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Veto meets mixed reactions in Syria

Updated: 2012-02-05 09:18
( Xinhua)

DAMASCUS - Russia and China on Saturday vetoed an Arab-European draft resolution on Syria for a second time since October 2011, a move which was seen by some political observers in Syria as a new invitation for dialogue but was deemed as "wrong" by some opponent figures.

The Arab-European draft resolution came in accordance with an Arab League (AL) plan which demands a government change in unrest- hit Syria. The draft resolution, tabled by Morocco and backed by the United States and some European powers, received 13 votes in favor.

Taleb Ibrahim, a Syrian political analyst, said that the double veto would usher in a new balance of global power. He said that " the UN will no longer be a tool in the hands of the United States and its allies to pass their military schemes."

The veto would be conducive to restoring peace and stability in Syria and would also save the lives of Syrians, Ibrahim said.

George Gabbour, another analyst, considered the double veto as "a new invitation for all Syrian parties to embark on a dialogue, which is the best solution to the current crisis."

He told Xinhua that "those who reject the dialogue want nothing but more violence and bloodshed."

However, different voices emerged. "This is wrong so long as the draft resolution didn't include any item that would allow foreign military intervention in Syria," Hasan Abdul-Azim, head of the opposition National Coordination Committee, told Xinhua by phone.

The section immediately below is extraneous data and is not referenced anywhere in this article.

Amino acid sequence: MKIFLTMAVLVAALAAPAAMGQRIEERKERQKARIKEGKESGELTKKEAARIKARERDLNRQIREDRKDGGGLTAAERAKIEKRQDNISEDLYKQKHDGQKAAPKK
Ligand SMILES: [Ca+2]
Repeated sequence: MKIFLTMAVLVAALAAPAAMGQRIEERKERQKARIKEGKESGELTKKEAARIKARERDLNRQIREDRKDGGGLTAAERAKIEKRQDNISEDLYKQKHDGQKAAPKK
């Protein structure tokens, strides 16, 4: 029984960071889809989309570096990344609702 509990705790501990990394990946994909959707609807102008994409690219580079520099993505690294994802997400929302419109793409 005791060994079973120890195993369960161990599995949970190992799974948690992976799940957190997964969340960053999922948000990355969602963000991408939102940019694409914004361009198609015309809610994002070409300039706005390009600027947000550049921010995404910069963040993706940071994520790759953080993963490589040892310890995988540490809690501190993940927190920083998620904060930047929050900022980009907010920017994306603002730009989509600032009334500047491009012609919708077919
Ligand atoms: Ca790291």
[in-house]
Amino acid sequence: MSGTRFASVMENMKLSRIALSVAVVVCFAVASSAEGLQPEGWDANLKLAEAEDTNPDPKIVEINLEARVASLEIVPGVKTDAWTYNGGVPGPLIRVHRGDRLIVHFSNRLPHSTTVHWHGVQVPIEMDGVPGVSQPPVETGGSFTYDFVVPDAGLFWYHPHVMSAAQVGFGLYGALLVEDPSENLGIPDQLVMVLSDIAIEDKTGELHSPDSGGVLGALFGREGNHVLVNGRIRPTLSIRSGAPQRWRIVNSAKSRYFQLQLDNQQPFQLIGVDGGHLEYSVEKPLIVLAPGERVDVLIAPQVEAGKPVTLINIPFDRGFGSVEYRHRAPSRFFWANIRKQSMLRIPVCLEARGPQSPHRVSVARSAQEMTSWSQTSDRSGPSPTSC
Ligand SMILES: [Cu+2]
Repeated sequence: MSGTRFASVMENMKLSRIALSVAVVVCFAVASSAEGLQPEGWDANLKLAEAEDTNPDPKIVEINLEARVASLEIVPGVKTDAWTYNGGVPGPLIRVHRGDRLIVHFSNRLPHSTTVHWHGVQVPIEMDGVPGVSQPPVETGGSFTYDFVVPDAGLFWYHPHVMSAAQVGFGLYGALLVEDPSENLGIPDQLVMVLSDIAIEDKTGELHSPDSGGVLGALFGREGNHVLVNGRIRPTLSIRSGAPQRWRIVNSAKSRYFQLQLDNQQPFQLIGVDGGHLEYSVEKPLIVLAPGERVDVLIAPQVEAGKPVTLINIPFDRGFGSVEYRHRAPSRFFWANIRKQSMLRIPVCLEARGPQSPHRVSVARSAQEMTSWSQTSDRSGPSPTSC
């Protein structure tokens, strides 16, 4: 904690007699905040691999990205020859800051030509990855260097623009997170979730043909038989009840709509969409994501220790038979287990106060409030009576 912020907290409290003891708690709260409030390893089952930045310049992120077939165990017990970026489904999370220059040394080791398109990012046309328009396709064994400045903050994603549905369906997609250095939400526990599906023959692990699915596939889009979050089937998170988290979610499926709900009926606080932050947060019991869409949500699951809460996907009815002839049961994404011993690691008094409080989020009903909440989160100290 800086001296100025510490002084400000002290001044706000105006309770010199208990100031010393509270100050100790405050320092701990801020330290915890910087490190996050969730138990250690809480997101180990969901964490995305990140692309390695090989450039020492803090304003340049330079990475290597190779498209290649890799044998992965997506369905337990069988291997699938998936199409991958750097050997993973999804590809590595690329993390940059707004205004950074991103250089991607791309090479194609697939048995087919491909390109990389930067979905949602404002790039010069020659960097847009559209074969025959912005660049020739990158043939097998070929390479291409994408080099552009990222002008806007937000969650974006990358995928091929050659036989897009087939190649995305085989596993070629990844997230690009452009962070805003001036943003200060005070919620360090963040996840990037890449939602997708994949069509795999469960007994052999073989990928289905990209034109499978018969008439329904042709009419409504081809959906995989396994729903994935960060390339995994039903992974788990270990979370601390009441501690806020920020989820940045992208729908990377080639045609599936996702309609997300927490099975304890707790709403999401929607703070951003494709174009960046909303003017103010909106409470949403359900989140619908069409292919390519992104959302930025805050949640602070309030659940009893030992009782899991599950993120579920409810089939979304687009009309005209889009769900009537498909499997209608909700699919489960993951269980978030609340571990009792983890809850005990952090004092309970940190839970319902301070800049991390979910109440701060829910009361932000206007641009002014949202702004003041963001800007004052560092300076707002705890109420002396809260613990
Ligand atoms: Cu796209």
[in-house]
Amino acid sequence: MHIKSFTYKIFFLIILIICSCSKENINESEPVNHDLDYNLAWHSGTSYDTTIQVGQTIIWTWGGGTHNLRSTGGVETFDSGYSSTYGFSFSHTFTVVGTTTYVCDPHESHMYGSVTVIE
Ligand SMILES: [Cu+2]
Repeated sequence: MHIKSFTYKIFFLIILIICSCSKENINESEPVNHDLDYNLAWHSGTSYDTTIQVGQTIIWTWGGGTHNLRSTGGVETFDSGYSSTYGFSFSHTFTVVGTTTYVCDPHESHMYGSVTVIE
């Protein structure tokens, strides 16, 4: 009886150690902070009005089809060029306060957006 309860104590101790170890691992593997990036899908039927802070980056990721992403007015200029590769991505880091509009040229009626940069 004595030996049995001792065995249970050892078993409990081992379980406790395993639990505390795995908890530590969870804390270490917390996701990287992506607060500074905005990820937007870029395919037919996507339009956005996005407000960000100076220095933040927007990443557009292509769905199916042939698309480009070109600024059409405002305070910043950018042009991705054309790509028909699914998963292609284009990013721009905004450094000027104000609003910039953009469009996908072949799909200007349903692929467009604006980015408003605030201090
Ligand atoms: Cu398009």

"This veto could be explained as a biased stance in favor of the Syrian regime against the Syrian people's demands of freedom and justice," he said.

Another opponent, Loai Hussain, head of the "Building Syria State" party, called the Chinese-Russian veto "unwarranted," suggesting that it came as part of Russia's conflict with the West.

But Hussain also confessed that the Syrian opposition is "fractured," pointing out that the opposition should unify its efforts and conclude a road map to deal with the current administration and prepare for a new transitional phase.

In the UN Security Council on Saturday, Russian UN Ambassador Vitaly Churkin said that he vetoed the Arab-European draft resolution as "it sends an unbalanced signal to Syria." He called for an "objective" UN resolution which could "truly help" end the current political crisis in the Middle East country.

For his part, Li Baodong, the Chinese permanent representative to the UN, expressed Beijing's regrets that Moscow's "reasonable" revision proposal on a Syria draft resolution was not taken into account.

"To push through a vote when parties are still seriously divided over the issue will not help maintain the unity and authority of the Security Council, or help resolve the issue," Li said.

Ambassadors of the 15 UN Security Council members met behind closed doors on Saturday morning for an unusual weekend session to consider the Arab-European draft resolution, which backs an AL plan to promote political transition in Syria. The draft was jointly drawn up by Arab states, Britain, France and Germany.

Last Thursday, at the end of the four-hour hard negotiations at the council behind closed doors, sponsors of the draft dropped a specific reference to Syrian President Bashar al-Assad's ceding of power.

Russia and China staged double veto on October 4, 2011, against a European draft resolution, which meant to strongly condemn "the continued grave and systematic human rights violations by the Syrian authorities" and threatened punitive measures against the country.